San Francisco City Attorney Dennis Herrera – already a hero to some for defending marriage rights, gun laws and the city’s universal health care ordinance – could soon cement his legal reputation with the noblest undertaking of them all: bringing the hammer down on Justin Bieber.
Herrera sent a letter Monday to executives at Def Jam Recordings and Universal Music Group – the Canadian scourge’s record label and distribution company – demanding that they cooperate in identifying and punishing those responsible for a guerrilla marketing campaign for Bieber’s new album, “Purpose,” involving stenciled, spray-painted messages on public sidewalks.
Herrera called the graffiti vandalism “illegal and actionable,” and vowed to “aggressively pursue all available penalties and costs from those responsible for lawless marketing tactics that intend to financially benefit your respective companies.”
According to Herrera’s office, San Francisco Public Works workers have been responding for several weeks to neighborhood complaints about the stenciled ads. In his letter, Herrera notes that other recent instances of illegal sidewalk advertising was chalk-based, but the Bieber-tagging looks to have been applied with permanent spray paint.
State and local laws let his office pursue civil litigation for such unlawful guerrilla marketing practices, and such lawsuits could secure court-ordered injunctions, civil penalties of up to $2,500 for each violation, and restitution for fees and costs if successful. Herrera’s office has successfully resolved similar violations by perpetrators including IBM, NBC Universal, Turner Broadcasting and Zynga; past disputes also involving illegal sidewalk graffiti ads ended with financial settlements to compensate city taxpayers for all costs, civilly punish wrongdoing, and publicly discourage such illicit conduct by other would-be commercial vandals.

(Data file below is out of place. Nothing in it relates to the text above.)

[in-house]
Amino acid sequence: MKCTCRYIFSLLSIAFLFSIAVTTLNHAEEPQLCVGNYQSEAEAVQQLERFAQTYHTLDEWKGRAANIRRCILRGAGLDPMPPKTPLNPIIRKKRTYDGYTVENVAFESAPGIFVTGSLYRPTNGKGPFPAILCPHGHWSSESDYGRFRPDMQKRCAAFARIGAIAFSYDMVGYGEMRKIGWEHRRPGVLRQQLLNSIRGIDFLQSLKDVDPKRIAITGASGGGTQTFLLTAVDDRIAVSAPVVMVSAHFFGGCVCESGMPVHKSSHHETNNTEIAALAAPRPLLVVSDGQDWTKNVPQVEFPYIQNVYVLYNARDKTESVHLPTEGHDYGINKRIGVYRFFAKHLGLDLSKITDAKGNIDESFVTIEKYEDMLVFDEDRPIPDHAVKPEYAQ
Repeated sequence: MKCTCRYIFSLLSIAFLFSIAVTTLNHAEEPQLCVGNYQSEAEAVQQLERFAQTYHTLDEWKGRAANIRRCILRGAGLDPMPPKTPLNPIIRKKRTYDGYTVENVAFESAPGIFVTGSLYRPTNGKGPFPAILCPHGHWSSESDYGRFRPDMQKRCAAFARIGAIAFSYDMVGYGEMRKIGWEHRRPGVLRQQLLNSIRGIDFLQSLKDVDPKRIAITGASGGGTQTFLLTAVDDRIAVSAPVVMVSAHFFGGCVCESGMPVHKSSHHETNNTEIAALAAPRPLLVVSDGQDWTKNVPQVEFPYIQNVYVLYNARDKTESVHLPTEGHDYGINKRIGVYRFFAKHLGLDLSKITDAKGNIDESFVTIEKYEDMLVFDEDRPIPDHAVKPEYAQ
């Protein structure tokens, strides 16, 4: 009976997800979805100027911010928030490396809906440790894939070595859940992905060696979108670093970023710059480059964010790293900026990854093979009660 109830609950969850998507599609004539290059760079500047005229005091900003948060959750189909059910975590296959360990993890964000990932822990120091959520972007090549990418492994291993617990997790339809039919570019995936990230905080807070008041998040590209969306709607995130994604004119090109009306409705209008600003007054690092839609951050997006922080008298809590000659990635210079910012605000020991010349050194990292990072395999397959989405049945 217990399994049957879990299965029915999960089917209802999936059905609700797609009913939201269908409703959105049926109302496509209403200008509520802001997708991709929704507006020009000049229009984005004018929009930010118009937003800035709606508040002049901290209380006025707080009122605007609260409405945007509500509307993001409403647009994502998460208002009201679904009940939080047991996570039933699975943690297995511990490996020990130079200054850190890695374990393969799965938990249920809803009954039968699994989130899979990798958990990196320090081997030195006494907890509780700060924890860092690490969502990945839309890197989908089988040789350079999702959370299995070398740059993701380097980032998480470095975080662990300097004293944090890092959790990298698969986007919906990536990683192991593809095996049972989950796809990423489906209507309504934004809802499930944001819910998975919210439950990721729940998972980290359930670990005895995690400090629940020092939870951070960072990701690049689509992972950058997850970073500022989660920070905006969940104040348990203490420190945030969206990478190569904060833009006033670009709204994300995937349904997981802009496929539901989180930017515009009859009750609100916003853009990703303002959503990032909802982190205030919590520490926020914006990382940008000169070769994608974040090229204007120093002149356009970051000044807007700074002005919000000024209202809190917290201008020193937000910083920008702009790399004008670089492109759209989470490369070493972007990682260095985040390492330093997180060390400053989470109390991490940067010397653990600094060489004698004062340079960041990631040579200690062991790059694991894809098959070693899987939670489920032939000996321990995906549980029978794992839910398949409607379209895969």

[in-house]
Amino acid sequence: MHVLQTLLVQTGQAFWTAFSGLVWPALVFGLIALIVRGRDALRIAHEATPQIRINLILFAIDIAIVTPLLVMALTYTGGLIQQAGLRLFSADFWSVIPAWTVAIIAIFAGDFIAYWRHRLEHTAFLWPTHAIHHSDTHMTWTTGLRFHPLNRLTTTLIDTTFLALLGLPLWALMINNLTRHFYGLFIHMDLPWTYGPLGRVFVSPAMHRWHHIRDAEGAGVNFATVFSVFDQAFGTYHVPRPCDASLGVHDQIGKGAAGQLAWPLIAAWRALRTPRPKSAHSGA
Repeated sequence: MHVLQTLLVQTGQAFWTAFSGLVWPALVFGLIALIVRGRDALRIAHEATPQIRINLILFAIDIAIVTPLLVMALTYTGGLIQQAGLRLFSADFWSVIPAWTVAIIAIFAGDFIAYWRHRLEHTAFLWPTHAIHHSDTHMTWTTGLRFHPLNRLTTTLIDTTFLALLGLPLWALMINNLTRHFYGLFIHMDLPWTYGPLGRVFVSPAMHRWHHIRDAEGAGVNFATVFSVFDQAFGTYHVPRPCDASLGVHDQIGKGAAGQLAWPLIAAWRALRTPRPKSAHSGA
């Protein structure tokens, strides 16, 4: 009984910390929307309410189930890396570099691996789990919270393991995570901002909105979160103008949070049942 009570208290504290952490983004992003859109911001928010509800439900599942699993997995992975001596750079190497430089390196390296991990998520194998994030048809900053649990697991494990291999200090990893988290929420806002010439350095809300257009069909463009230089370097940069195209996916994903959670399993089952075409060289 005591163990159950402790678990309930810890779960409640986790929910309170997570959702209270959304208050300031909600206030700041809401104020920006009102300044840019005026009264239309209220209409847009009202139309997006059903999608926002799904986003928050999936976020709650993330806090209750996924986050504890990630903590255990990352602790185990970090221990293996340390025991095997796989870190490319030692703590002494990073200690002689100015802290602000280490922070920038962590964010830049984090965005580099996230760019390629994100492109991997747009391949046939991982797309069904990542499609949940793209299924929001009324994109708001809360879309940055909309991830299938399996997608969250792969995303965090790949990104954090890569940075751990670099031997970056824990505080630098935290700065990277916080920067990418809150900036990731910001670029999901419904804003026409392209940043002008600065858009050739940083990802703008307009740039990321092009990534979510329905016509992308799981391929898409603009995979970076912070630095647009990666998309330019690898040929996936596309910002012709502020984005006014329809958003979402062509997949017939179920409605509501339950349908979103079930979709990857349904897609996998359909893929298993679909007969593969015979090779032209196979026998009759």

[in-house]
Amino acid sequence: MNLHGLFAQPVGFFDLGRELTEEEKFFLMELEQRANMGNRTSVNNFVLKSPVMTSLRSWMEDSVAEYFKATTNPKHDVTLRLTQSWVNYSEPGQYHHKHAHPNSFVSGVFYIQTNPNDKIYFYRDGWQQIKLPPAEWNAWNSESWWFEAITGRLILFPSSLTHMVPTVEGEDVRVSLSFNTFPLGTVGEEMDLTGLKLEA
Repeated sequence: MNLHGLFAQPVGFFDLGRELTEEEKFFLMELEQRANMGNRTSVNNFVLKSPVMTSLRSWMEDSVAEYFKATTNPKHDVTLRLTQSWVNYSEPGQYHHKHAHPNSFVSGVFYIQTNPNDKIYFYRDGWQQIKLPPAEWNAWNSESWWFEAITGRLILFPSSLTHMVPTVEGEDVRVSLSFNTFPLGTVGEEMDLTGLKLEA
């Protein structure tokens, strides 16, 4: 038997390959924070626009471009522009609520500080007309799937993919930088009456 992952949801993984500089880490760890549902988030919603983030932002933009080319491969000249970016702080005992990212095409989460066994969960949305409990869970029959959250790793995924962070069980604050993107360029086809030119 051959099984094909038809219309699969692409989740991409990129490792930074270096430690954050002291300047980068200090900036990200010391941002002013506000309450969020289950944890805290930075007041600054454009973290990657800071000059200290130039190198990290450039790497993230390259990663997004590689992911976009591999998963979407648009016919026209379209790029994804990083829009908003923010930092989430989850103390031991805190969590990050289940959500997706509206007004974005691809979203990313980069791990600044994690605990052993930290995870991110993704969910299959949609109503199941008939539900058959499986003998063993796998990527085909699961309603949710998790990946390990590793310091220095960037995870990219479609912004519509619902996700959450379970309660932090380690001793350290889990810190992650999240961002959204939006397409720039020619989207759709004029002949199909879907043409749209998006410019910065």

“This prohibited marketing practice illegally exploits our City’s walkable neighborhoods and robust tourism; intentionally creates visual distractions that pose risks to pedestrians on busy rights of way; and irresponsibly tells our youth that likeminded lawlessness and contempt for public property are condoned and encouraged by its beneficiaries – including Mr. Bieber and the record labels that produce and promote him,” Herrera wrote to Def Jam CEO Steve Bartels and Universal Music General Counsel and EVP Jeffrey Harleston.
The city certainly is grappling with… well… smellier street problems than this, but still doesn’t want the Bieb plastered all over its sidewalks at any time, and especially not during the upcoming festivities surrounding Super Bowl 50. Herrera’s letter said he’s working with the Board of Supervisors on legislation to “substantially enhance civil penalties” for illegal guerilla marketing tactics, and Supervisor Aaron Peskin already has begun drafting it.
“Graffiti abatement and prevention are important aspects of protecting the quality of life in San Francisco neighborhoods,” Peskin said in Herrera’s news release. “Unfortunately, current penalties for ‘guerrilla marketing’ graffiti seem to reflect an acceptable cost of doing business by irresponsible companies competing for consumers’ attention. It’s clear that we need to enact tougher penalties to more effectively discourage this practice.”